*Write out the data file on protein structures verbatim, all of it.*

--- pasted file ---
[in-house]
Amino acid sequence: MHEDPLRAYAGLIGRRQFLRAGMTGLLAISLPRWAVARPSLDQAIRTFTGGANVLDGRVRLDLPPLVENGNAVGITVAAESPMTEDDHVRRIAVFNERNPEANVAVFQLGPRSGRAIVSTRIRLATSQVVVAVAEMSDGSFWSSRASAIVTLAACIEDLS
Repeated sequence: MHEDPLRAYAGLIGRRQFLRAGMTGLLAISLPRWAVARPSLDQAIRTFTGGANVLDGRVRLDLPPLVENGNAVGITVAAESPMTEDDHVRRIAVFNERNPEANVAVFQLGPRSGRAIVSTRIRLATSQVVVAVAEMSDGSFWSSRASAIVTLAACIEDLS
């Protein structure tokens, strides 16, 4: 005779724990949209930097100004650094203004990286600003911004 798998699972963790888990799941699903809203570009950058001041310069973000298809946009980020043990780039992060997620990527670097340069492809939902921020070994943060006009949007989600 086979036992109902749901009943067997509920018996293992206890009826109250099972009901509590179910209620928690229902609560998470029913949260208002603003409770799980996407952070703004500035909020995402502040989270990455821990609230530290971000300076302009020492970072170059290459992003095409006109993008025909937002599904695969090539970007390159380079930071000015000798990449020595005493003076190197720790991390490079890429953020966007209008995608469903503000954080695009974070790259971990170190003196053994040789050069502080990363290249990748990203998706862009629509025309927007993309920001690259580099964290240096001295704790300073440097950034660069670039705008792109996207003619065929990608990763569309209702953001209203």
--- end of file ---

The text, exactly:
[in-house]
Amino acid sequence: MHEDPLRAYAGLIGRRQFLRAGMTGLLAISLPRWAVARPSLDQAIRTFTGGANVLDGRVRLDLPPLVENGNAVGITVAAESPMTEDDHVRRIAVFNERNPEANVAVFQLGPRSGRAIVSTRIRLATSQVVVAVAEMSDGSFWSSRASAIVTLAACIEDLS
Repeated sequence: MHEDPLRAYAGLIGRRQFLRAGMTGLLAISLPRWAVARPSLDQAIRTFTGGANVLDGRVRLDLPPLVENGNAVGITVAAESPMTEDDHVRRIAVFNERNPEANVAVFQLGPRSGRAIVSTRIRLATSQVVVAVAEMSDGSFWSSRASAIVTLAACIEDLS
């Protein structure tokens, strides 16, 4: 005779724990949209930097100004650094203004990286600003911004 798998699972963790888990799941699903809203570009950058001041310069973000298809946009980020043990780039992060997620990527670097340069492809939902921020070994943060006009949007989600 086979036992109902749901009943067997509920018996293992206890009826109250099972009901509590179910209620928690229902609560998470029913949260208002603003409770799980996407952070703004500035909020995402502040989270990455821990609230530290971000300076302009020492970072170059290459992003095409006109993008025909937002599904695969090539970007390159380079930071000015000798990449020595005493003076190197720790991390490079890429953020966007209008995608469903503000954080695009974070790259971990170190003196053994040789050069502080990363290249990748990203998706862009629509025309927007993309920001690259580099964290240096001295704790300073440097950034660069670039705008792109996207003619065929990608990763569309209702953001209203």